A detailed test of Canon FD 85mm f/1.2L against Canon EF 85mm f/1.2L II USM on Sony A7R II

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jarek leo
jarek leo Contributing Member • Posts: 958
A detailed test of Canon FD 85mm f/1.2L against Canon EF 85mm f/1.2L II USM on Sony A7R II

I published a post on 40 years of the development of Canon’s superfast portrait lens and a detailed test comparing Canon FD 85mm f/1.2L, which in terms of optical formula follows the design of the original Canon FD 85mm f/1.2 S.S.C. Aspherical, against the current Canon EF 85mm f/1.2L II USM. Both lenses were tested on Sony A7R II – a full-frame mirrorless camera with high resolution sensor, which allows mounting of both Canon FD and Canon EF lenses. The test was an eye-opener for me: four decades have passed and so little has changed in terms of optical properties.

Let me summarize the results:

Distortion: Canon FD 85mm f/1.2L has very small barrel distortion while Canon EF 85 mm f/1.2L II USM is almost perfectly corrected.

Vignetting: Both lenses behave very similarly with visible – but still very low for such fast lenses – vignetting wide open, which disappears completely by f/2.8.

Chromatic aberration: Both lenses display visible bokeh fringing in specular highlight, which only becomes unobtrusive at f/6.7.

Bokeh: Quality of bokeh greatly depends on the background; when there are no specular highlights both lenses render creamy, clean backgrounds at and near full aperture opening; with highlights in out-of-focus areas, both lenses display some busy bokeh – onion rings attributable to aspherical lens in the design, and swirly bokeh attributable to poor correction of coma; Canon FD 85mm f/1.2L is worse off with onion rings, while Canon EF 85mm f/1.2L II USM shows more distracting swirly bokeh. After stopping down, the 8-blade aperture mechanism renders octagonal highlights.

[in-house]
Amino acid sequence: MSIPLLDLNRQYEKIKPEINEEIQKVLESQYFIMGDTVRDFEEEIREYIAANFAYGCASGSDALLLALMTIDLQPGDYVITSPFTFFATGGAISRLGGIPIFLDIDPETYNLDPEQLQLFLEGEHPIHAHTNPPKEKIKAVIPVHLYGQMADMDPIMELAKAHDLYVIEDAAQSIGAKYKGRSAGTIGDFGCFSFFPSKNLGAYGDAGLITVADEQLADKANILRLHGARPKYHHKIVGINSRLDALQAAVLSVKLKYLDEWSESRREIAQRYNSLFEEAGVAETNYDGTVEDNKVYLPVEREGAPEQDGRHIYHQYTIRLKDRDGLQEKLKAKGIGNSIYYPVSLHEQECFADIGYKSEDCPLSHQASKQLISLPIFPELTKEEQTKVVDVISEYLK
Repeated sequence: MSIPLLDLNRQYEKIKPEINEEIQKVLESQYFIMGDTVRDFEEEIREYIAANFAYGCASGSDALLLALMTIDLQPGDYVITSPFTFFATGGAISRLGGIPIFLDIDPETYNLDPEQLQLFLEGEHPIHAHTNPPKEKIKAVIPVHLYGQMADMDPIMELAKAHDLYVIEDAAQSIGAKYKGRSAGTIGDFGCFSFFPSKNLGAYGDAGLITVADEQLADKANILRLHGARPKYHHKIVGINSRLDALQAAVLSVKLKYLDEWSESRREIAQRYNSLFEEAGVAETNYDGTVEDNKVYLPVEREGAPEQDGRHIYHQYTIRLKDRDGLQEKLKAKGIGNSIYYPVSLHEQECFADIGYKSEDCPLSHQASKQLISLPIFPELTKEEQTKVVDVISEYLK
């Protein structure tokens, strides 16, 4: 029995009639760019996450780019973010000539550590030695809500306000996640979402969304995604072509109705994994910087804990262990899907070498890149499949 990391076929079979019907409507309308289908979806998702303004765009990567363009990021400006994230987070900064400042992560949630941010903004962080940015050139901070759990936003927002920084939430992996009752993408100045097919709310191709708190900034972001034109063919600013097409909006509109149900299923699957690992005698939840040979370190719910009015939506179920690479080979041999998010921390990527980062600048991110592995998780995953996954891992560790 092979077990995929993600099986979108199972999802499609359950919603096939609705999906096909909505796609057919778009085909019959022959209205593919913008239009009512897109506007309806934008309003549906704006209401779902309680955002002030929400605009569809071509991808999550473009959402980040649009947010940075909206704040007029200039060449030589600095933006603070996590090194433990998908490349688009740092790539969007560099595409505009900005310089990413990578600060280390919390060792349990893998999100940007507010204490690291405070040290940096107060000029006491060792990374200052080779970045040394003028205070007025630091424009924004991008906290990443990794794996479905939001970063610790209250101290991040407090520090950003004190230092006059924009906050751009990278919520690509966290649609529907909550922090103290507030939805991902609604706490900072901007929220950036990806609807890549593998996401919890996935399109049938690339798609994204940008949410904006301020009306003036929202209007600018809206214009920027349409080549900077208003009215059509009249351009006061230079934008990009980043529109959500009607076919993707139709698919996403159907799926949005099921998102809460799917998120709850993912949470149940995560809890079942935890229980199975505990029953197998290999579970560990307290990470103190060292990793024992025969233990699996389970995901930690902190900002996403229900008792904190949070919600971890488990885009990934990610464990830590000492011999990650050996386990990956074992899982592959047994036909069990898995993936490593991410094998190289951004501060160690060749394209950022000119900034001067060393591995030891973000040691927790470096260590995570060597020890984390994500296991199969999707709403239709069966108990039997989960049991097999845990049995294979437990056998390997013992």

Flare: Dedicated lens hoods are very effective; still with sunlight near the image edge, some flare is unavoidable.

Sharpness and contrast: At f/1.2 both lenses show decent contrast across entire frame and good sharpness in the center, with edges clearly lagging behind; Canon FD 85mm f/1.2L is slightly sharper in the center but its edges show a little less sharpness than Canon EF 85mm f/1.2L II USM. The contrast of both lenses becomes excellent already when stopped down to f/1.7-f/2; sharpness in the center also improves very fast upon stopping down – at f/2 for Canon FD 85mm f.1.2L and at f/2.8 for Canon EF 85mm f/1.2L II USM. Edge sharpness catches up with the center at f/4 for Canon EF 85mm f/1.2L II USM while Canon FD 85mm f/1.2L needs to be stopped to f/5.6 to achieve this feat. Optical quality take a slight hit already at f/11 due to diffraction.

Both lenses are non-IF designs so there is no focus breathing. Optically they are so close that photos taken from a tripod alternately are almost indistinguishable.

The test is testament to what Canon’s engineers achieved 41 ago when the first version of the superfast portrait lens was marketed. For Canon EOS users the choice is obvious, as Canon FD lenses cannot be mounted on their cameras without extensive modifications or use of an optical adapter. For mirrorless users, however, Canon FD 85mm f/1.2L is a viable choice, being much lighter and smaller, requiring only a cheap adapter to work (Metabones adapter for Canon EF lenses is much more expensive and AF is still disappointing with Canon EF 85mm f/1.2L II USM). Also it is less likely to fail after years of use as no electricity is needed to operate it; the Canon EF lenses (both the first and second version) have “focus by wire” feature so if the motor breaks, it’s not only AF that is gone - manual focusing becomes impossible too.

Let me be clear: I love both lenses, and on a Canon EOS the Canon EF 85mm f/1.2L II USM works like a charm. On Sony A7R II I simply enjoyed shooting with Canon FD 85mm f/1.2L more.

You can see the entire test at my blog. The text is in Polish, but photos should be self-explanatory:




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